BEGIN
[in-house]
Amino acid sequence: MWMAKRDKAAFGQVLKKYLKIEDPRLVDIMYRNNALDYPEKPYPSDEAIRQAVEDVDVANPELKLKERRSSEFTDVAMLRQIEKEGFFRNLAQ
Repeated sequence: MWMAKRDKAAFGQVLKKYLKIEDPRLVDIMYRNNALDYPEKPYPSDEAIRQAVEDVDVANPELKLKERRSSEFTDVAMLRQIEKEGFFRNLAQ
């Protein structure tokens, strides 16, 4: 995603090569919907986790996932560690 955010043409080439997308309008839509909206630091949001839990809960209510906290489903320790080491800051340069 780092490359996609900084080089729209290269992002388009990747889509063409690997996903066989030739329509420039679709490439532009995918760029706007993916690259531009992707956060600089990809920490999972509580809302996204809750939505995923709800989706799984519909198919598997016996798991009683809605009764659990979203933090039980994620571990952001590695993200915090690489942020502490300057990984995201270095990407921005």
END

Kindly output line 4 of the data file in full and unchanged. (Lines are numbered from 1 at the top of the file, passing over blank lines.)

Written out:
């Protein structure tokens, strides 16, 4: 995603090569919907986790996932560690 955010043409080439997308309008839509909206630091949001839990809960209510906290489903320790080491800051340069 780092490359996609900084080089729209290269992002388009990747889509063409690997996903066989030739329509420039679709490439532009995918760029706007993916690259531009992707956060600089990809920490999972509580809302996204809750939505995923709800989706799984519909198919598997016996798991009683809605009764659990979203933090039980994620571990952001590695993200915090690489942020502490300057990984995201270095990407921005």